Effects of Trailer Design on Animal Welfare Parameters and Carcass and Meat Quality of Three Pietrain Crosses Transported over a Long Distance06 March 2013
The pot-belly trailer had no adverse effects of pig welfare or meat quality in a study reported by researchers based in Canada and Spain. Pietrain-cross pigs (50 per cent Pietrain) were more susceptible to transport stress but pork quality was acceptable, provided they did not carry the halothane gene.
In Journal of Animal Science, A.V. Weschenfelder of Agriculture and Agri-Food Canada and co-authors there and at Université Laval and University of Saskatchewan in Canada and Universitat Autònoma de Barcelona and PigCHAMP Pro Europa S.A. in Spain report a study aimed at evaluating the effects of trailer design on stress responses and meat quality traits of three different pig crosses. The three crosses used were: 50 per cent Pietrain breeding with halothane (HAL)Nn (50Nn); 50 per cent Pietrain breeding with HALNN (50NN); and 25 per cent Pietrain breeding with HALNN genotype (25NN).
Over a six-week period, pigs (120 pigs per crossbreed) were transported for seven hours in either a pot-belly (PB) or flat-deck (FD) trailer (10 pigs per crossbreed per trailer per week).
Temperature (T) and relative humidity (RH) were monitored in each trailer. Behaviours during loading and unloading, time to load and unload, and latency to rest in lairage were recorded, whereas a sub-population of pigs (four pigs per crossbreed per trailer per week) was equipped with gastro-intestinal tract (GIT) temperature monitors. Blood samples were collected at ex-sanguination for measurement of cortisol, creatine kinase (CK), lactate, haptoglobin and Pig-MAP concentrations. Meat quality data were collected at 24 hours post-mortem from the LM and semimembranosus (SM) and adductor (AD) muscles of all 360 pigs.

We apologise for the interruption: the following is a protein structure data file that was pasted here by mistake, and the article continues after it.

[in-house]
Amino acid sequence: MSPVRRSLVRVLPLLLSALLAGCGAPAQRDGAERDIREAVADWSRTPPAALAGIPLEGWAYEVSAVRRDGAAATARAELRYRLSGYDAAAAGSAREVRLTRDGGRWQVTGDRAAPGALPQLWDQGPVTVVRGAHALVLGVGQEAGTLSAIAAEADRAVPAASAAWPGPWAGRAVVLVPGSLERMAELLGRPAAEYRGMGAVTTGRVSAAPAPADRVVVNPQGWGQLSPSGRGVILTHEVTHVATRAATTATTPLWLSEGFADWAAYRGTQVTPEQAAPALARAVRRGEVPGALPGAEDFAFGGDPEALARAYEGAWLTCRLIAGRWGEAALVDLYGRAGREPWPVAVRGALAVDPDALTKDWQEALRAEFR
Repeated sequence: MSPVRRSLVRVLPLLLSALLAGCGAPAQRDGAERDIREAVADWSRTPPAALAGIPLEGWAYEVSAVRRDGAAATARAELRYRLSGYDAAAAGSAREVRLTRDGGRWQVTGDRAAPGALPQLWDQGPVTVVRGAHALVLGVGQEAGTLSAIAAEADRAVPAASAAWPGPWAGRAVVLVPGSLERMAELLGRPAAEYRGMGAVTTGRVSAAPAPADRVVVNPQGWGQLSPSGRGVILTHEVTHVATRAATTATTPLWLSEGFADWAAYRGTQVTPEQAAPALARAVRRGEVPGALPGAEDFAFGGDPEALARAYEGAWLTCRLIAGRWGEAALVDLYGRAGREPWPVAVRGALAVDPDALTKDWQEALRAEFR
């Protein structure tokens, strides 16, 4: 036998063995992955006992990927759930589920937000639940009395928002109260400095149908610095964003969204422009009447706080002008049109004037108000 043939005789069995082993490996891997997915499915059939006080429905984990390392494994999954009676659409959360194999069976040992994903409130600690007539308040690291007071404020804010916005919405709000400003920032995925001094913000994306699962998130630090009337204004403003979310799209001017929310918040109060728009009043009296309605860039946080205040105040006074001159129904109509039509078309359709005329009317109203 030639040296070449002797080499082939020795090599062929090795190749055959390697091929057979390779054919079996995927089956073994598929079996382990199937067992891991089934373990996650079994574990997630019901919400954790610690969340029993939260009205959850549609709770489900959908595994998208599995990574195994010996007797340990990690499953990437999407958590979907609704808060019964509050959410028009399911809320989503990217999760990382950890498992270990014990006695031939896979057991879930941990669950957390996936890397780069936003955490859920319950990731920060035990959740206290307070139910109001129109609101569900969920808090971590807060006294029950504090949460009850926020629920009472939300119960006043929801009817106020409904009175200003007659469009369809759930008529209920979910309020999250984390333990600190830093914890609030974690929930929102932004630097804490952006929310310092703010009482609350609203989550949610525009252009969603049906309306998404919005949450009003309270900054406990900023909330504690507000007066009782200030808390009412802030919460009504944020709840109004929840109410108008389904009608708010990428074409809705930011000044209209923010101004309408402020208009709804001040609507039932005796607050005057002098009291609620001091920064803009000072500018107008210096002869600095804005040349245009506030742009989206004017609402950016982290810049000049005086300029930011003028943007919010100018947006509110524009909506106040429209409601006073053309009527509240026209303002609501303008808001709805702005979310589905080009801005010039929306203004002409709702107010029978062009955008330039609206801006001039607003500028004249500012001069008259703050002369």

Greater T were recorded in the PB trailer during transportation (P=0.006) and unloading (P<0.001). Delta GIT temperature was greater (P=0.01) in pigs unloaded from the PB.
At loading, pigs tended to move backwards more (P=0.06) when loaded on the FD than the PB trailer.
At unloading, an interaction was found between trailer type and crossbreed type, with a greater (P<0.01) frequency of overlaps in 50NN and 25NN pigs and slips/falls in 50Nn and 50NN pigs from the FD than the PB trailer.
Cortisol concentrations at slaughter were greater (P=0.02) in pigs transported in the PB than FD trailer. Greater lactate concentrations were found in 50Nn and 50NN pigs (P=0.003) and greater CK concentrations (P<0.001) in 50Nn pigs.
As expected, 50Nn pigs produced leaner (P<0.001) carcasses, with greater (P=0.01) dressing percentages, as well as lower (P<0.001) ultimate pH values and greater (P<0.001) drip loss percentages in the LM and greater (P=0.002) drip losses and a paler colour (greater L* values, P=0.02) in the SM than 50NN pigs.
When used for long distance transportation under controlled conditions, the PB trailer produced no detrimental effects on animal welfare or pork quality. Pigs with 50 per cent Pietrain cross-breeding appear to be more responsive to transport stress, having the potential to produce acceptable carcass and pork quality, provided pigs are free of the HAL gene.
Weschenfelder A.V., S. Torrey, N. Devillers, T. Crowe, A. Bassols, Y. Saco, M. Piñeiro, L. Saucier and L. Faucitano. 2012. Effects of trailer design on animal welfare parameters and carcass and meat quality of three Pietrain crosses being transported over a long distance. J. Anim. Sci., 90(9):3220-3231. doi: 10.2527/jas.2012-4676
Further ReadingYou can view the full report (fee payable) by clicking here.